eigenvectors

 

V =

 

0.2012 - 0.0597i 0.2012 + 0.0597i -0.0206 - 0.4559i -0.0206 + 0.4559i -0.0156 - 0.0762i -0.0156 + 0.0762i

 

-0.6333 -0.6333 0.1004 - 0.1794i 0.1004 + 0.1794i -0.0280 - 0.1935i - 0.0280 + 0.1935i

 

0.0741 - 0.3841i 0.0741 + 0.3841i 0.3371 + 0.1799i 0.3371 - 0.1799i - 0.0379 - 0.2600i -0.0379 + 0.2600i

 

0.0608 + 0.1609i 0.0608 - 0.1609i 0.5630 0.5630 0.2172 - 0.0124i 0.2172 + 0.0124i

 

-0.0375 - 0.5177i -0.0375 + 0.5177i 0.2155 + 0.1337i 0.2155 - 0.1337i 0.5470 + 0.0005i 0.5470 - 0.0005i

 

0.3184 + 0.0378i 0.3184 - 0.0378i -0.2405 + 0.4054i -0.2405 - 0.4054i 0.7349 0.7349

 

initial conditions x0 =

 

0

 

0

 

0

 

0

 

0.0100

0.0500

 

constants of integration

 

S =

 

0.0049 - 0.0109i

 

0.0049 + 0.0109i -0.0135 - 0.0058i -0.0135 + 0.0058i 0.0237 + 0.0317i 0.0237 - 0.0317i

 

 

Newmark’s numerical integration

 

In 1959, N M Newmark developed a family of time stepping methods. The method discussed for the SDOF system in Chapter 7 may be extended to the MDOF system.

 

 

Algorithm

 

   Average acceleration method γ = 1/2; β = 1/4

Linear acceleration method γ = 1/2; β = 1/6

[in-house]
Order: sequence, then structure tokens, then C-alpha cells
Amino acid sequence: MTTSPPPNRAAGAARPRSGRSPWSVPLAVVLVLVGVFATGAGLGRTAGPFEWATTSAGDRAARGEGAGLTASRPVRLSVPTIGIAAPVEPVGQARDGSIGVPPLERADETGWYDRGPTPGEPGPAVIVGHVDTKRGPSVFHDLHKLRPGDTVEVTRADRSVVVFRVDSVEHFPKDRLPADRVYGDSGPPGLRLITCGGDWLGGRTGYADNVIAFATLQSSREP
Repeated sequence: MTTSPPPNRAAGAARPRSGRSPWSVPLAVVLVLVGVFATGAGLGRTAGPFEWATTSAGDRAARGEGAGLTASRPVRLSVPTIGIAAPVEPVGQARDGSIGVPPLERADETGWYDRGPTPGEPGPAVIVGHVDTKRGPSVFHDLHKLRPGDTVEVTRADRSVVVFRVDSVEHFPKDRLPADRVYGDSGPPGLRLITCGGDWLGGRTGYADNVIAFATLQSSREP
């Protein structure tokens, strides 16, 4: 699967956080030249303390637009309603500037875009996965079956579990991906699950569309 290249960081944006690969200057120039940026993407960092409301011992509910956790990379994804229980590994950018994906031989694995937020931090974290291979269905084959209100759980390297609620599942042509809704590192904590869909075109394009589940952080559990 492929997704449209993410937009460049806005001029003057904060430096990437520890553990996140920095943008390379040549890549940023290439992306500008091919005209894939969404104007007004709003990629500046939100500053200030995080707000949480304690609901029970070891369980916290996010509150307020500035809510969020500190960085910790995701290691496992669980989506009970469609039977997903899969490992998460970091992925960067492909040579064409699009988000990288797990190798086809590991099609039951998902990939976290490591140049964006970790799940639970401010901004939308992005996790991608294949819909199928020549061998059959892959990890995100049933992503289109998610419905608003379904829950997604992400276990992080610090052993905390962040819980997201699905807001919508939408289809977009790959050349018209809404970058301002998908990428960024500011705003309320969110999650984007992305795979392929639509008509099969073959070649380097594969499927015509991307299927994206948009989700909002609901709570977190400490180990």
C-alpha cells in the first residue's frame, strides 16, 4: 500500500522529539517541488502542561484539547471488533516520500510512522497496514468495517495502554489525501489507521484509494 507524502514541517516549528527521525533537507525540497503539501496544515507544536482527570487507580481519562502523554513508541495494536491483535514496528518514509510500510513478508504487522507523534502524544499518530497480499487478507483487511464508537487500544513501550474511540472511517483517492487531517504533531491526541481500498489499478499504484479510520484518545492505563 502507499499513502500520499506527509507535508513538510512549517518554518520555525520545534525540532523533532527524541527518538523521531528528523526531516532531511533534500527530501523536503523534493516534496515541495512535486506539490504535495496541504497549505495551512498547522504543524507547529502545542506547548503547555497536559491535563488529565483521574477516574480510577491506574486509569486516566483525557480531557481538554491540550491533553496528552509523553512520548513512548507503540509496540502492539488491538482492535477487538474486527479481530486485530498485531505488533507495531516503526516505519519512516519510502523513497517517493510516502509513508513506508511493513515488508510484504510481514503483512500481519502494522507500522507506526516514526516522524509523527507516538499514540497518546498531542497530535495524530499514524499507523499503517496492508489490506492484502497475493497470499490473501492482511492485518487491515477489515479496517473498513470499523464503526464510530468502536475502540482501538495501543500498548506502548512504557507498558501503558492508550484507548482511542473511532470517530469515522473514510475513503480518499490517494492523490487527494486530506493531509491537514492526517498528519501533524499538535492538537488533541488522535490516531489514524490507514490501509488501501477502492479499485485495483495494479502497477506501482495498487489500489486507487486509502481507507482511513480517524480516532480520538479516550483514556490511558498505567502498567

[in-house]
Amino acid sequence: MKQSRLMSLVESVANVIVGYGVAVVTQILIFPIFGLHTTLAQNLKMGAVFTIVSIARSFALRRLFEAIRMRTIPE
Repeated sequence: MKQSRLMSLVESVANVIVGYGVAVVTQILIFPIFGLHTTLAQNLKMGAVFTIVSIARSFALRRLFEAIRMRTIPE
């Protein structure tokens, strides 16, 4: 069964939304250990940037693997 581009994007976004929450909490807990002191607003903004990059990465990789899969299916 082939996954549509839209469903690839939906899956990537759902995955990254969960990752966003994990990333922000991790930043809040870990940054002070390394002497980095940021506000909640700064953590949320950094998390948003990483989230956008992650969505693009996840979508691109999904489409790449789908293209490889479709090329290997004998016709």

3.     Repeat step 2 for next time step by replacing i by i + 1

 

Program 10.5: MATLAB program for Newmark’s method of MDOF with generalized damping

 

%free vibration of mdof system damped using newmark’s method

 

%mass matrix

 

clc; close all;

 

m=[40000 0 0;0 20000 0;0 0 20000]; disp(‘ mass matrix’)

 

m

 

%damping matrix

 

c=[0 0 0;0 8000 -8000;0 -8000 8000]; disp(‘ damping matrix’)

 

c

 

%stiffness matrix

 

k=[30000 -10000 0;-10000 20000 -10000;0 -10000 10000]; k

 

%specify integration parameters for linear acceleration method

 

%beta=1/6;

 

%gamma=0.5;

 

%specify integration parameters for constant acceleration method beta=1/4;

 

gamma=0.5;

 

%specify increment in time dt=0.002;

 

%calculate the following constants b1=1/(beta*dt^2);

 

%b2=1/(beta*dt);

 

%b3=beta-0.5;

 

b4=gamma*dt*b1;

 

%b5=1+gamma*dt*b2;

 

%b6=dt*(1+gamma*b3-gamma); kt=k+b1*m+b4*c; ad=(1/(beta*dt))*m+(gamma/beta)*c;

 

bd=(1/(2*beta))*m+dt*(gamma/(2.0*beta)-1)*c; %specify initial displacements

 

u0=[0 0.01 0.05]’; v0=[0 0 0]’;

a0=inv(m)*(-c*v0-k*u0); t(1)=0;

 

for i=1:3 u(i,1)=u0(i); v(i,1)=v0(i); a(i,1)=a0(i); end

 

for i=2:20000 t(i)=(i-1)*dt; for j=1:3

 

uu(j)=u(j,i-1); vv(j)=v(j,i-1);

 

aa(j)=a(j,i-1); end

 

fba=(ad*vv’+bd*aa’); kti=inv(kt); up=kti*fba;

 

vp=(gamma/(beta*dt))*up-(gamma/beta)*vv’+(1-gamma/(2.0*beta))*aa’; ap=b1*up-(1/(beta*dt))*vv’-(1/(2.0*beta))*aa’;

 

for j=1:3 u(j,i)=u(j,i-1)+up(j); v(j,i)=v(j,i-1)+vp(j); a(j,i)=a(j,i-1)+ap(j);